What's this? A high ranking WWE executive/wrestler calling Ultimate Warrior a "Hall of Fame superstar in the business?" And it's Triple H, of all people?
Indeed, in a recent interview with the LA Times, "The Game" was asked if he would ever sign Warrior to a deal just so he could squash him like Warrior did to him at WrestleMania 12 back in 1996. His response was somewhat surprising, to say the least.
"It's funny, a lot of people bring that up in a negative way like it was this terrible thing in my life. While working with him personally wasn't the highlight of my life from a business standpoint, for me to go to my first WrestleMania and wrestle a legendary figure in the business -- and that is what he was and is -- like the Ultimate Warrior, a Hall of Fame superstar in the business in my first WrestleMania appearance, squash or not, was a mind blowing thing for me. I was thrilled to be in that position and to have that match with the Ultimate Warrior. I was thrilled with the fact that at that time Vince McMahon was willing to put me in that role. The Ultimate Warrior wasn't there till the day of the show, so I had to do all the promotion for that match. I wanted Vince McMahon to look at me as a guy he could count on to handle the return of a guy that he was hoping would be a huge impact on the business. He had the trust in me and I would do a good job with it. So to me, that was nothing but a good experience. Potentially, I could bring him back and get the win."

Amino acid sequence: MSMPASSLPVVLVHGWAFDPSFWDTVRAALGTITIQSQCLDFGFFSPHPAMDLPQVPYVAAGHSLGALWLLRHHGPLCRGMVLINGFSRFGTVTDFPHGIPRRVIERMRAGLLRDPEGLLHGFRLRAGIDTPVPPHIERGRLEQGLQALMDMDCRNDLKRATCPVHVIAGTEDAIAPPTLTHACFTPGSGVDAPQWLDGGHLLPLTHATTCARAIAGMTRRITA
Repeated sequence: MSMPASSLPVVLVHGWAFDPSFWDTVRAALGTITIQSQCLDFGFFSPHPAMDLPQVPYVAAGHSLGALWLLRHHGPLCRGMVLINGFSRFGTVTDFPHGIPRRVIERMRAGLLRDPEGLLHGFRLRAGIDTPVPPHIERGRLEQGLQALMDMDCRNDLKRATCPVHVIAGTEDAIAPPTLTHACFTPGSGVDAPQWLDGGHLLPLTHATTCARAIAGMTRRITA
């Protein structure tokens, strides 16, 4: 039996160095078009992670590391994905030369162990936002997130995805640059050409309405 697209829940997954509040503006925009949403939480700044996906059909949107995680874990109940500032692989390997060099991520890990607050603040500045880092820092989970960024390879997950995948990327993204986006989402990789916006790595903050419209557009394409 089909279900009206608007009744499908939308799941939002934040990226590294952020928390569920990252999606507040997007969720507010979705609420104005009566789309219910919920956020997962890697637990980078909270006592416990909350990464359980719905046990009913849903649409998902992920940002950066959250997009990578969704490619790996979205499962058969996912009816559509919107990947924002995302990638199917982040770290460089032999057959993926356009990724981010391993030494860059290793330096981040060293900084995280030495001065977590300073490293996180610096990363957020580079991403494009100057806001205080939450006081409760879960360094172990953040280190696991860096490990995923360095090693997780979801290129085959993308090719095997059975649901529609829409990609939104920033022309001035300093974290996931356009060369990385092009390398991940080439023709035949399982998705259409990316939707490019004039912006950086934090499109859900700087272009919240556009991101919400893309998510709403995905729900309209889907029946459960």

Not only was Triple H squashed at WrestleMania, he had an upcoming push halted thanks to the infamous "Curtain Call" incident at Madison Square Garden a few months later. He was unceremoniously buried as punishment for breaking kayfabe as a way to send Kevin Nash and Scott Hall off to WCW to form the nWo alongside Shawn Michaels, who couldn't be punished because of his position in the company at that time. (Thanks to Cageside readers for pointing out an earlier error.)
"The Game" recovered, eventually, and became one of the biggest stars in the history of the business. Certainly a far bigger star than Warrior, at least when considering his ability to sustain his success in comparison to the relatively short run of fame Warrior enjoyed in his heyday.
Nonetheless, it's somewhat surprising to see WWE openly acknowledge Warrior as a Hall of Fame level superstar when they released an entire DVD just to bury the guy. Then again, it's entirely possible Triple H was being overly complimentary to make his loss not look as bad. Never underestimate this man's ego, folks.